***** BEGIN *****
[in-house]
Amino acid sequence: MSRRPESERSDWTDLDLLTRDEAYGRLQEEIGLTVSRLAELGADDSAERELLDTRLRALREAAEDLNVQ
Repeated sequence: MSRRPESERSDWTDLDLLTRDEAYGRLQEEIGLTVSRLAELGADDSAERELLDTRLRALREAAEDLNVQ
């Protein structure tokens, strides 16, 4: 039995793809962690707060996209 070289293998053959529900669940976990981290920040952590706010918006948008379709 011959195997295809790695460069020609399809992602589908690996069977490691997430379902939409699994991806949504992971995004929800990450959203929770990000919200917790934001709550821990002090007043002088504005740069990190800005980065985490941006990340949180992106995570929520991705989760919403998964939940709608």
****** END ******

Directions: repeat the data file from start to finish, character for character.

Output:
[in-house]
Amino acid sequence: MSRRPESERSDWTDLDLLTRDEAYGRLQEEIGLTVSRLAELGADDSAERELLDTRLRALREAAEDLNVQ
Repeated sequence: MSRRPESERSDWTDLDLLTRDEAYGRLQEEIGLTVSRLAELGADDSAERELLDTRLRALREAAEDLNVQ
């Protein structure tokens, strides 16, 4: 039995793809962690707060996209 070289293998053959529900669940976990981290920040952590706010918006948008379709 011959195997295809790695460069020609399809992602589908690996069977490691997430379902939409699994991806949504992971995004929800990450959203929770990000919200917790934001709550821990002090007043002088504005740069990190800005980065985490941006990340949180992106995570929520991705989760919403998964939940709608």